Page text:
About West Lampeter Township

West Lampeter Township is a township of the second class with a population 17,394 (2020 census) within 16.5 square miles. West Lampeter has a unique mix of agriculture and suburban country development.   While we have grown over the past decade, West Lampeter still has a strong sense of agricultural preservation.  Indeed, farming has played a major role in the township’s rich history which dates back to the founding of Lancaster County…
The Township of Lampeter was one of the original townships of Lancaster County, its boundaries being clearly defined in the year of the County’s separation from Chester County in 1729. Earlier, from 1718, it was part of Conestoga Township, which embraced practically the entire portion of Chester County taken to form Lancaster County. In 1841, this rather large township, then known as Lampeter, was divided equidistantly down the center forming the Townships of East and West Lampeter.
West Lampeter’s boundaries were and to this day are, Lancaster Township and the City of Lancaster on the northwest, East Lampeter on the east, Strasburg on the southeast and Providence and Pequea Townships on the south.
The Lampeters, so history tells us, derived their names from the Welsh college town of Lampeter. Typically, Welsh in the character of its early settlement, both East and West Lampeters were part of a larger tract conveyed by William Penn to the London Company. Because of the choice agricultural land in West Lampeter Township, settlers were plentiful and farming excellent.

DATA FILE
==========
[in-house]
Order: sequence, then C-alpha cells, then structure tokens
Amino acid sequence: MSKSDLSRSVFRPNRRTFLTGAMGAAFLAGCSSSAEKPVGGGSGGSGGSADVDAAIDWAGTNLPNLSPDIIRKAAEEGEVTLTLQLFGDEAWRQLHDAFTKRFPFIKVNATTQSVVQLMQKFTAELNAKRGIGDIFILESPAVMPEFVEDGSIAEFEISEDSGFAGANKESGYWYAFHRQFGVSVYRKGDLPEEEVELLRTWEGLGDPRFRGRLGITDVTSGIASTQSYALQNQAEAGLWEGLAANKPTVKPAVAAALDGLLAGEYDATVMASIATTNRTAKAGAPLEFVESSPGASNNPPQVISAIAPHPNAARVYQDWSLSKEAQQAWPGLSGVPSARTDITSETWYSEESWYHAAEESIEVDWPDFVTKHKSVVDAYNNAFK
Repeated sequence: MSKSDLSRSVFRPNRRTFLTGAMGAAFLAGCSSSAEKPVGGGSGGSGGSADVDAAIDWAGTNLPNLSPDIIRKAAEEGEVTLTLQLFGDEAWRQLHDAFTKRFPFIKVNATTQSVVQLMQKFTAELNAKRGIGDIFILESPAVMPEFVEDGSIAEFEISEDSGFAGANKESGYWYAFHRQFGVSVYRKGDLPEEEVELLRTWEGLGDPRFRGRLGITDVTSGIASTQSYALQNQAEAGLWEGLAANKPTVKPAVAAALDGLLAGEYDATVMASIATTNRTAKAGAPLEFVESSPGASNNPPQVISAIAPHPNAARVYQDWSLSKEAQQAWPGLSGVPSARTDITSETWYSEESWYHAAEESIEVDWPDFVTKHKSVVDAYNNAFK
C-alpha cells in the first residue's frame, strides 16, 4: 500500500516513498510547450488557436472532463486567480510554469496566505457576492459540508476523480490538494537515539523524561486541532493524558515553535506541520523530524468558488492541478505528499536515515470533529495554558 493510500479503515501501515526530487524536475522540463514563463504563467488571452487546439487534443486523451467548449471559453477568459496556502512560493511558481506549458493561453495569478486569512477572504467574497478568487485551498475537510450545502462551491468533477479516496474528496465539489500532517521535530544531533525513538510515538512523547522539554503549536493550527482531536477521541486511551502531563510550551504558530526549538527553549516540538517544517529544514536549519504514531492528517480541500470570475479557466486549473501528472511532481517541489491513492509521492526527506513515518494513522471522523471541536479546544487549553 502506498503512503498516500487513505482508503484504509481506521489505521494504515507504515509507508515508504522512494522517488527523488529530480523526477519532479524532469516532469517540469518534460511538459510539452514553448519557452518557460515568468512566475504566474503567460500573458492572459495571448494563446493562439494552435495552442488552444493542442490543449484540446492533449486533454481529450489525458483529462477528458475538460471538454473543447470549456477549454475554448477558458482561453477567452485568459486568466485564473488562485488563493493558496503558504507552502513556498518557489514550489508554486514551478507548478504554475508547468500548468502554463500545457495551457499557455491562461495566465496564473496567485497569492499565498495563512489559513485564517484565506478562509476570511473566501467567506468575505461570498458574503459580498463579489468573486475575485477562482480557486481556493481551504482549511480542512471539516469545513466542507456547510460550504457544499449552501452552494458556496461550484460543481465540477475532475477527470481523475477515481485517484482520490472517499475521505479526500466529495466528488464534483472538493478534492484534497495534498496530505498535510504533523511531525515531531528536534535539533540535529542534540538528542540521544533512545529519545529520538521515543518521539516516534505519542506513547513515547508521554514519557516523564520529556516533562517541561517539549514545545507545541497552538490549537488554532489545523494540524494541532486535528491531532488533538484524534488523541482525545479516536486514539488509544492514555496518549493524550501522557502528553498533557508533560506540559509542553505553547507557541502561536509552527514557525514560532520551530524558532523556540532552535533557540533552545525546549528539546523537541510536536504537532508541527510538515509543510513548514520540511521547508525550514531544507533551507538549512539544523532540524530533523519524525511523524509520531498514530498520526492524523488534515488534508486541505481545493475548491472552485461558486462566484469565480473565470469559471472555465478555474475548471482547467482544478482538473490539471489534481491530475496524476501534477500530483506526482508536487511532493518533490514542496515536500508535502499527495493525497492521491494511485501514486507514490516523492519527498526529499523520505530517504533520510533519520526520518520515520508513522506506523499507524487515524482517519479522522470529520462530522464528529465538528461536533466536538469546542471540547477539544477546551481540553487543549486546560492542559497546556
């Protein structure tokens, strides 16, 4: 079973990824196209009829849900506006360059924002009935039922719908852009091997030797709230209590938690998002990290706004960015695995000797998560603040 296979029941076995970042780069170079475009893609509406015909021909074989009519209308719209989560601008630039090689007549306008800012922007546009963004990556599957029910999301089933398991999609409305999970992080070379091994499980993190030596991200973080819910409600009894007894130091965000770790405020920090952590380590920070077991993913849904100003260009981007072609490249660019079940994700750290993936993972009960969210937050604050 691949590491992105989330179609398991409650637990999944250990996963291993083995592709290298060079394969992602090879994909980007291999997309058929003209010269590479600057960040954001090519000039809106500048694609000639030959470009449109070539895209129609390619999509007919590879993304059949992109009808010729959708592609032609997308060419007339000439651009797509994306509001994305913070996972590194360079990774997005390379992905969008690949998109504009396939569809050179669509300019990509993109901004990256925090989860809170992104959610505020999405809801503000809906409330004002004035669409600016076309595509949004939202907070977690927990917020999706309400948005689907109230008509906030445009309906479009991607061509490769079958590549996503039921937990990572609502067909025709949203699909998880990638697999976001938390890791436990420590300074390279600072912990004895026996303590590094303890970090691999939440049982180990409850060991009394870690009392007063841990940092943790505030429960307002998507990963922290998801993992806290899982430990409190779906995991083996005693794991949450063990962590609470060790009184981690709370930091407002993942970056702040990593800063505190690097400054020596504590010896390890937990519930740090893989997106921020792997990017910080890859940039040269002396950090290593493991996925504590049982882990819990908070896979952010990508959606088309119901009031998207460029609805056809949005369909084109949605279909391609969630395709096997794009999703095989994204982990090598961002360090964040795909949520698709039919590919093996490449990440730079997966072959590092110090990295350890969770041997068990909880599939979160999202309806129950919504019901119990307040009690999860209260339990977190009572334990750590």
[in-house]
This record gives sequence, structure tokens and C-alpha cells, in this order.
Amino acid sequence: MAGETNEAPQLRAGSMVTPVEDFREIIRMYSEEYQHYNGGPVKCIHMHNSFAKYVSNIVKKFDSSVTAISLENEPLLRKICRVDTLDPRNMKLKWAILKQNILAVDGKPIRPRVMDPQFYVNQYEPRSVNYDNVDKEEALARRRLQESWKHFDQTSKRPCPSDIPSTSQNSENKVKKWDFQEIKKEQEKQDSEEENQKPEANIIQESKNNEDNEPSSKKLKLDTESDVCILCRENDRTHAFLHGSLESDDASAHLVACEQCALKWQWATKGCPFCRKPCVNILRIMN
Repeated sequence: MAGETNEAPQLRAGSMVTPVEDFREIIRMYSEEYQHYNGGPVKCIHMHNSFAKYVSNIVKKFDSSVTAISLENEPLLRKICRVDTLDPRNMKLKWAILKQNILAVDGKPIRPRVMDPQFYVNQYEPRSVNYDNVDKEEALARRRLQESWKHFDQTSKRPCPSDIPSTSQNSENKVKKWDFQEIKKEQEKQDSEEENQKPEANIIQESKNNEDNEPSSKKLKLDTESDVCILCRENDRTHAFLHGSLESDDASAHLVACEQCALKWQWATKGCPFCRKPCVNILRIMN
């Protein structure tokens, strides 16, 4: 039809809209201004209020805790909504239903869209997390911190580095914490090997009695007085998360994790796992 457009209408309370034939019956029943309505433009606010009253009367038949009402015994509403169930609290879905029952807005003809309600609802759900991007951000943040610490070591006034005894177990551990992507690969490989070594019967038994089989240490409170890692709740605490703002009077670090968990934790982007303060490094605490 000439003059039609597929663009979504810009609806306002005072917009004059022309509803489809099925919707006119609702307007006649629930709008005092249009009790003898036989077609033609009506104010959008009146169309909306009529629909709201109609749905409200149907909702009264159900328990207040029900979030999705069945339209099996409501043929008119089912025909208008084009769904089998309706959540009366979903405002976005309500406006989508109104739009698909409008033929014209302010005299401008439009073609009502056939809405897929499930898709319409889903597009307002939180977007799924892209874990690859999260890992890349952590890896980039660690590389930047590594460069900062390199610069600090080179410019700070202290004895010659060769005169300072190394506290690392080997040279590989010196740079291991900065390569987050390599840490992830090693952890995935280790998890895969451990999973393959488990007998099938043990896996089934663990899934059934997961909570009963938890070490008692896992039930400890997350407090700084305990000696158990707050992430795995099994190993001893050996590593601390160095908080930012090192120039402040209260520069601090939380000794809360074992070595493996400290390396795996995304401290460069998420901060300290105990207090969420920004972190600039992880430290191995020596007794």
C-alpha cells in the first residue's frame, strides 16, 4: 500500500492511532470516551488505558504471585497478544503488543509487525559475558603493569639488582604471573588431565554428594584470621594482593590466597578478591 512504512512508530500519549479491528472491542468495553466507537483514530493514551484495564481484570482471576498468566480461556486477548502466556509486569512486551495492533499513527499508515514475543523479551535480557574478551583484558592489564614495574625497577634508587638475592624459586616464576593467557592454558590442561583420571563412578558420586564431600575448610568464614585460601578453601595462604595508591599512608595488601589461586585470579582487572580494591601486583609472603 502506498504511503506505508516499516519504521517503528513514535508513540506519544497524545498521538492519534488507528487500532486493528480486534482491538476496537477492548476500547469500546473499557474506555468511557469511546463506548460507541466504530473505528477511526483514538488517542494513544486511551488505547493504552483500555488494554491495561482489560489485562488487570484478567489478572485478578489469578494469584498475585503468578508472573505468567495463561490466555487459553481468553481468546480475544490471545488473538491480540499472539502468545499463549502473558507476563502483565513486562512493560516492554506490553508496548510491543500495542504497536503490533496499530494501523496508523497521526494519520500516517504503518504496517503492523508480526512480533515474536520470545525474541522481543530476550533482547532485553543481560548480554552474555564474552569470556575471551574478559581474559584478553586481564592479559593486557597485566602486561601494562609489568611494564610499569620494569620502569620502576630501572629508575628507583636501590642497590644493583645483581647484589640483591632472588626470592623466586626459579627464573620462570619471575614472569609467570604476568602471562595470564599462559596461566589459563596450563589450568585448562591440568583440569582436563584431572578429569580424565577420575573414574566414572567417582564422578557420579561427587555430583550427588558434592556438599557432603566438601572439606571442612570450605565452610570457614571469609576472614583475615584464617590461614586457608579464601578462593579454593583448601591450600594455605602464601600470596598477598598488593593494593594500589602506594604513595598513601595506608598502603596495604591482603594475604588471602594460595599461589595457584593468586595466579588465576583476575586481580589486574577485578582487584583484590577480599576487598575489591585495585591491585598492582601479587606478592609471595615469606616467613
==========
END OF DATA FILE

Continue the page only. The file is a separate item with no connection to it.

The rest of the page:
West Lampeter Township’s history has been influenced considerably by its early settlers, many of whom were Mennonite. One of the earliest recorded settlements in Lancaster County was in West Lampeter Township in 1719, by Mennonites led by Hans Herr and located near Willow Street. The oldest home in the County, the Hans Herr House, still stands as it did in 1719, and well marks the importance of this Township in the historical development of Lancaster County.
Among the earliest settlements in West Lampeter were those at Lampeter and Willow Street. Due to their proximity and convenient access to Lancaster, the County Seat, these two areas developed quickly and to this day remain two of the most important locations in the Township.
Of historical and military significance in the Township is the old “Deering Ford” located at Bridgeport where one today finds a modern bridge affording access across the Conestoga River. “Deering Ford” was used by the United States Congress in 1777 while the Capital of the United States was being moved from Philadelphia to York, Pennsylvania. In 1795, legislation was passed to permit the erection of a stone bridge across the Conestoga at Bridgeport, thus connecting the very important King’s Highway with Philadelphia and the City of Lancaster.